As someone who has many a year worth of card gaming time and a plethora of different brand sleeves to go with it,  one of the most interesting aspects is the shuffle.  Some sleeves are super slippery and require a few games before they stop sliding across the table, while others can be a bit on the sticky side, making swift shuffling a bit difficult.  These guys are somewhere in the middle.  The artwork on the back provides a very small amount of traction, but not too much to where it makes difficult to quickly slide cards between each other.  I'm currently running 100 card decks in the EDH/Commander format, so mash shuffles and piles are the two primary ways to randomize.  These sleeves are thick, so if you are used to thinner ones you may need to adjust a bit when mash shuffling, but that isn't necessarily a bad thing, which brings me to the next topic:

    How protective and Durable are they?

    Probably the most important aspect of card sleeves is how well they protect! One thing I learned early on the hard way with some relatively expensive Magic cards was not to skimp out with penny sleeves.  You are going to be rolling these cards around on tons of different surfaces, from beaten up wood to cheap card shop plastic. Sleeves are meant to take the brunt of it. After around ~50 games and hundreds of "bored at my desk shuffling while reading Reddit" with Fluttershy, she is holding up surprisingly well.  I was skeptical of the images on the back at first thanks to previous experience with graphic sleeves chipping away at the artwork and leaving marks, but these guys seem to avoid all of those issues.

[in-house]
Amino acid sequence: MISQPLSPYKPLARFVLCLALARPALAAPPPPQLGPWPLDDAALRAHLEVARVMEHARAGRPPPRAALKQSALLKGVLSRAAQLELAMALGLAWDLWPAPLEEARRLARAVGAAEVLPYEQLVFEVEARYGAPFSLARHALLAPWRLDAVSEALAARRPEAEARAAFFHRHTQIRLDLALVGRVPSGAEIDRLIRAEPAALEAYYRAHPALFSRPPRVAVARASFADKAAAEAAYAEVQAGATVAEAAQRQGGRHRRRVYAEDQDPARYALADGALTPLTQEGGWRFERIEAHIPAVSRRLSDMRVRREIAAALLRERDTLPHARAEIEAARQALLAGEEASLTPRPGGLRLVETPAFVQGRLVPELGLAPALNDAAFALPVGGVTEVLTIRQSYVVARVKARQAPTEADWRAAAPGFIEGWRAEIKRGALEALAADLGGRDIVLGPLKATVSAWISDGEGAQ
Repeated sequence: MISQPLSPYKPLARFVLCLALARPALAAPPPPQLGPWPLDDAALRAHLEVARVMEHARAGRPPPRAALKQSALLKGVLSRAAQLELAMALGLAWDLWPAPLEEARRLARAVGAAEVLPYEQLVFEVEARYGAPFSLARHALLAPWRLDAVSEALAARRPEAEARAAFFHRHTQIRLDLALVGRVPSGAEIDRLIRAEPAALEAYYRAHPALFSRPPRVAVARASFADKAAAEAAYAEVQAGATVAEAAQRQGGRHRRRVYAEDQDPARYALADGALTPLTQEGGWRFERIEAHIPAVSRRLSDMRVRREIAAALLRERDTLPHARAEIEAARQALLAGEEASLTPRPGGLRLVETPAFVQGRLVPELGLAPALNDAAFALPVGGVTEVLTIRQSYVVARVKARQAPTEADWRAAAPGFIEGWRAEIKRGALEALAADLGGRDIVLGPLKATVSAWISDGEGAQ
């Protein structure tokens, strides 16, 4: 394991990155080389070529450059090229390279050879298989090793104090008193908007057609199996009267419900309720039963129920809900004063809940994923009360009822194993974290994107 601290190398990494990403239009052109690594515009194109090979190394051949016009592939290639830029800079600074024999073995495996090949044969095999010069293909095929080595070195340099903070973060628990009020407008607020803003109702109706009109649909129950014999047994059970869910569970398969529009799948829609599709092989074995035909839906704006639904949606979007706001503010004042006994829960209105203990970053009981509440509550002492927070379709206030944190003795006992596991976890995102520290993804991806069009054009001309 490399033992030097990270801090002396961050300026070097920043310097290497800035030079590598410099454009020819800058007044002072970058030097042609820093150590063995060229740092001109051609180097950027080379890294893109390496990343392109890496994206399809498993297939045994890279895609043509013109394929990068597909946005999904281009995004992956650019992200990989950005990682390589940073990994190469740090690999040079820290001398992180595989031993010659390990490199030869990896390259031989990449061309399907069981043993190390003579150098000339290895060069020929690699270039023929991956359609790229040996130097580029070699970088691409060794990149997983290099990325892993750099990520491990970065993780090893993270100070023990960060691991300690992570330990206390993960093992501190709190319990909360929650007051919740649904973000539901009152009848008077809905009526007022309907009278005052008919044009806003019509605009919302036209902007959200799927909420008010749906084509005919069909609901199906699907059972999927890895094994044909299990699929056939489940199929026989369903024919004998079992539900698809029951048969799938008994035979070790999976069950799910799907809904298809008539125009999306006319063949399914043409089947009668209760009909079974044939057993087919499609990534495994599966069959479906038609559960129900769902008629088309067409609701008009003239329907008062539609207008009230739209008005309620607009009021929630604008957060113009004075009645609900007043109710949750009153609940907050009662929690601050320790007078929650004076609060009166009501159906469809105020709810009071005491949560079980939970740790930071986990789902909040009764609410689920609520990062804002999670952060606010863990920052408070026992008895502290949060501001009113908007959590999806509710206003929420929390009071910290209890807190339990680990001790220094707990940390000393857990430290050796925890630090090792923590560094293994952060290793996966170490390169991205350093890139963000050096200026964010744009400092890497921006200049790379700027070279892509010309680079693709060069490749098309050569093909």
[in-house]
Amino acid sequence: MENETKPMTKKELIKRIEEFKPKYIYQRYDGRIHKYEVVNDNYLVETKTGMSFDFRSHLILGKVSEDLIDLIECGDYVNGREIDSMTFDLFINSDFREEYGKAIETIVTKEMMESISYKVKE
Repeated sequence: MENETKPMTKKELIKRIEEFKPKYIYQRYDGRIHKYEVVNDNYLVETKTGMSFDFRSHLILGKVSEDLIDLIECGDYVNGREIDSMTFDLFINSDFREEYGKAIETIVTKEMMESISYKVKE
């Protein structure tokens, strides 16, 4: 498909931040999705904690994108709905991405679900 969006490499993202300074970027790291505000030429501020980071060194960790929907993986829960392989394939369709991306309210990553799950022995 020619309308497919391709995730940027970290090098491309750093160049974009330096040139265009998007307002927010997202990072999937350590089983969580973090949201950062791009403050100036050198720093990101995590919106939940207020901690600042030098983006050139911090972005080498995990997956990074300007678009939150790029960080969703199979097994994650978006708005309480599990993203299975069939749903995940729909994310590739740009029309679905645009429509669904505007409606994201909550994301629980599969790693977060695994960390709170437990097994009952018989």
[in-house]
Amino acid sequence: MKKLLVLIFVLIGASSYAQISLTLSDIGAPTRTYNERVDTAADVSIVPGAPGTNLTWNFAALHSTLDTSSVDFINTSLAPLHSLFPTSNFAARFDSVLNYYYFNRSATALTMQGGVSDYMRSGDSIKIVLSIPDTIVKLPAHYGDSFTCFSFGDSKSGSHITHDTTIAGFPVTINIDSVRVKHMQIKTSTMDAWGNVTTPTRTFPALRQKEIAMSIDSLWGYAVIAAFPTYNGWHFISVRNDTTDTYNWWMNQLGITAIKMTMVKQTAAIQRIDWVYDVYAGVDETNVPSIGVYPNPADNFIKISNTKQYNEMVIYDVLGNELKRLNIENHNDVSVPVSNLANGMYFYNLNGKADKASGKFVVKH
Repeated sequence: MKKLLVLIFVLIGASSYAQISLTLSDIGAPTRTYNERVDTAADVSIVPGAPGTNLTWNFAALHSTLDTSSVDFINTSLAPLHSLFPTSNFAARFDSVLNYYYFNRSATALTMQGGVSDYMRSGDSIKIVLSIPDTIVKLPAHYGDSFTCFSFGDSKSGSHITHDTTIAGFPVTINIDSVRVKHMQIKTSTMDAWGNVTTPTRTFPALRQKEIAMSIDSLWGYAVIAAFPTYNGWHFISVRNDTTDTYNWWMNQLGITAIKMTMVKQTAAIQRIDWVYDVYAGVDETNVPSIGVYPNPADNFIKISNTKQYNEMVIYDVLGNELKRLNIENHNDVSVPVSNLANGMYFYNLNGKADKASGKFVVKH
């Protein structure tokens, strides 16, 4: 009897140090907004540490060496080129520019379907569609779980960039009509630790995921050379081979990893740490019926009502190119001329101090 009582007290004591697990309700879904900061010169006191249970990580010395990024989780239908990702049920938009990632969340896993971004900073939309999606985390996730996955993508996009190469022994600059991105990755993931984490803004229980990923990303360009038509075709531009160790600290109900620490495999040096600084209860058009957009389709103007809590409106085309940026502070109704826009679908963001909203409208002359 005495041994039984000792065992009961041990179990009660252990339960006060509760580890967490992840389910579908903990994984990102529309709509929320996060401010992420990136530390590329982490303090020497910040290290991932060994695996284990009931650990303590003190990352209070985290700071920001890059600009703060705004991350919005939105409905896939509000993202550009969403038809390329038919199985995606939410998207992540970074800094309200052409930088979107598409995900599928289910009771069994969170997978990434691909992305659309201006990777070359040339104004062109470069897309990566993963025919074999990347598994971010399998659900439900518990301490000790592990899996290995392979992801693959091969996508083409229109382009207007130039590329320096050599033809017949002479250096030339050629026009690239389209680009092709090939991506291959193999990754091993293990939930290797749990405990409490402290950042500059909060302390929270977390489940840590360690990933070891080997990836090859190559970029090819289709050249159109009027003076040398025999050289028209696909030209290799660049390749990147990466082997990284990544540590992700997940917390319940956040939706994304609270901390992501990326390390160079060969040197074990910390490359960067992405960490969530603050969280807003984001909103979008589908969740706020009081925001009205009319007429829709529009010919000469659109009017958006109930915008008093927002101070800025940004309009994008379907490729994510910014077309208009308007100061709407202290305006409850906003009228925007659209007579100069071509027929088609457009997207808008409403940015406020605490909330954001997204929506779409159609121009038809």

Expect a few surface scratches, but there aren't plastic sleeves out there that avoid these, and you can only really see them if you look with a glaring light:

    Another thing to worry about is how well the sleeves block stuff from getting in once filled. The surfaces I mentioned above will probably have dust and other tiny particles that can get in and scratch away at your cards.  Generally tight is good. These guys do a great job of closing off the insertion point.  You can see from the image below a bit of dust trying to creep in already.